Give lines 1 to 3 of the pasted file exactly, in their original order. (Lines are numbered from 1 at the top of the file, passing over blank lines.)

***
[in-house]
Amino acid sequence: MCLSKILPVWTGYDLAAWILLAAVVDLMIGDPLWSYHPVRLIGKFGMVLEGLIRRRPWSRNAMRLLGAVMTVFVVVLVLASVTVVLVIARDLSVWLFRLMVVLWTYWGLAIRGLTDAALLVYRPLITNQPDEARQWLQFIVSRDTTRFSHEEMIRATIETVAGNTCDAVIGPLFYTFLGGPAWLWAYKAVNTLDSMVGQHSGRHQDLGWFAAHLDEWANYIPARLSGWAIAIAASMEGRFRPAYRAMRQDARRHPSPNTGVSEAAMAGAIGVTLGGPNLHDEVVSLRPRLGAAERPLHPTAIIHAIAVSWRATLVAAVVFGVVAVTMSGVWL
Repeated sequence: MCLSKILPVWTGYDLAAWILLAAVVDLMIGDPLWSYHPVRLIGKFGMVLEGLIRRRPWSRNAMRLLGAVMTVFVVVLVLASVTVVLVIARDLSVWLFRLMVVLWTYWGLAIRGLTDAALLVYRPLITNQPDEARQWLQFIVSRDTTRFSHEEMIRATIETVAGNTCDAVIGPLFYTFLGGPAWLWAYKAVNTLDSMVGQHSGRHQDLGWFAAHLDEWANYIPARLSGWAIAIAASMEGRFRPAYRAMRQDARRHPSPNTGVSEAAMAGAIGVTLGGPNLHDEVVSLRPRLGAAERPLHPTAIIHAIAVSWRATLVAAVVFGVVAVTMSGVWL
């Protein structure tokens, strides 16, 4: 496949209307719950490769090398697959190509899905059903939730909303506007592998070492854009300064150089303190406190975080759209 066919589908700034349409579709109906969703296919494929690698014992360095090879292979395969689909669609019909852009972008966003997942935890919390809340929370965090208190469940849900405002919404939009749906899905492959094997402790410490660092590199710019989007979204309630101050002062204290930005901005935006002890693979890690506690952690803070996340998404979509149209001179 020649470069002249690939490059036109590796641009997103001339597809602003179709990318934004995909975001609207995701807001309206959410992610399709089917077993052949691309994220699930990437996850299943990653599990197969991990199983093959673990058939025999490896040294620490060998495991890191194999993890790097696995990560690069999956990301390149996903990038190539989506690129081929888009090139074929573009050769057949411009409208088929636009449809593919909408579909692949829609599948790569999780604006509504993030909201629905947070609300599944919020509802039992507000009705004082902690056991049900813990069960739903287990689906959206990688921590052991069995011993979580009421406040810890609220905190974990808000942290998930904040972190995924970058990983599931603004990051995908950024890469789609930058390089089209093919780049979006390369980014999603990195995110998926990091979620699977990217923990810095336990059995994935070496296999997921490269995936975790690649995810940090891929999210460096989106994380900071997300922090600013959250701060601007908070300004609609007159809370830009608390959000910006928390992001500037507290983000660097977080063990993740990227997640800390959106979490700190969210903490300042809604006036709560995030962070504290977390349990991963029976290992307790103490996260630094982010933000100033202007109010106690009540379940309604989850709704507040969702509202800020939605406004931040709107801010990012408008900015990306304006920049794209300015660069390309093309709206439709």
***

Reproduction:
[in-house]
Amino acid sequence: MCLSKILPVWTGYDLAAWILLAAVVDLMIGDPLWSYHPVRLIGKFGMVLEGLIRRRPWSRNAMRLLGAVMTVFVVVLVLASVTVVLVIARDLSVWLFRLMVVLWTYWGLAIRGLTDAALLVYRPLITNQPDEARQWLQFIVSRDTTRFSHEEMIRATIETVAGNTCDAVIGPLFYTFLGGPAWLWAYKAVNTLDSMVGQHSGRHQDLGWFAAHLDEWANYIPARLSGWAIAIAASMEGRFRPAYRAMRQDARRHPSPNTGVSEAAMAGAIGVTLGGPNLHDEVVSLRPRLGAAERPLHPTAIIHAIAVSWRATLVAAVVFGVVAVTMSGVWL
Repeated sequence: MCLSKILPVWTGYDLAAWILLAAVVDLMIGDPLWSYHPVRLIGKFGMVLEGLIRRRPWSRNAMRLLGAVMTVFVVVLVLASVTVVLVIARDLSVWLFRLMVVLWTYWGLAIRGLTDAALLVYRPLITNQPDEARQWLQFIVSRDTTRFSHEEMIRATIETVAGNTCDAVIGPLFYTFLGGPAWLWAYKAVNTLDSMVGQHSGRHQDLGWFAAHLDEWANYIPARLSGWAIAIAASMEGRFRPAYRAMRQDARRHPSPNTGVSEAAMAGAIGVTLGGPNLHDEVVSLRPRLGAAERPLHPTAIIHAIAVSWRATLVAAVVFGVVAVTMSGVWL